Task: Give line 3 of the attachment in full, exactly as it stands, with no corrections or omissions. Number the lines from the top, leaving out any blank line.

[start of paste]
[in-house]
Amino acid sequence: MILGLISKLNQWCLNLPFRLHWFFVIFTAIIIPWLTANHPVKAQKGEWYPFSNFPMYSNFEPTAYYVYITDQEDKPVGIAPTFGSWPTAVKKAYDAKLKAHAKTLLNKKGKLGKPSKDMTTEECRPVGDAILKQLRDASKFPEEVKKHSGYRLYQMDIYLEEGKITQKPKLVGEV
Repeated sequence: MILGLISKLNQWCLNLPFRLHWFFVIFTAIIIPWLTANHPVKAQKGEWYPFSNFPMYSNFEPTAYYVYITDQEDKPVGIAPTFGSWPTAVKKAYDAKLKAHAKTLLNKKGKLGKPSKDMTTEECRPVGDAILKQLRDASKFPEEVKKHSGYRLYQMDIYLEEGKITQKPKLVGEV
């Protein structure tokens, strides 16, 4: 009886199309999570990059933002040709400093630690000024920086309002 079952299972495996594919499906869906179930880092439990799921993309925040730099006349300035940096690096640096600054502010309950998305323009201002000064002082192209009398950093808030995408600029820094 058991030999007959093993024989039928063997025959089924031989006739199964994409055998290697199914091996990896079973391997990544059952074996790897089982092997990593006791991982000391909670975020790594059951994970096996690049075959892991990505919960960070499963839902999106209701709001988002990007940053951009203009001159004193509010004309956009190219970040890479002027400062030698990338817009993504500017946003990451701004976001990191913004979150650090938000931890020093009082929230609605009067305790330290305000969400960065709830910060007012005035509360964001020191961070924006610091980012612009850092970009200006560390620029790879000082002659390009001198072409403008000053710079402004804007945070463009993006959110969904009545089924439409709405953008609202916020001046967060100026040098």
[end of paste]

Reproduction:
Repeated sequence: MILGLISKLNQWCLNLPFRLHWFFVIFTAIIIPWLTANHPVKAQKGEWYPFSNFPMYSNFEPTAYYVYITDQEDKPVGIAPTFGSWPTAVKKAYDAKLKAHAKTLLNKKGKLGKPSKDMTTEECRPVGDAILKQLRDASKFPEEVKKHSGYRLYQMDIYLEEGKITQKPKLVGEV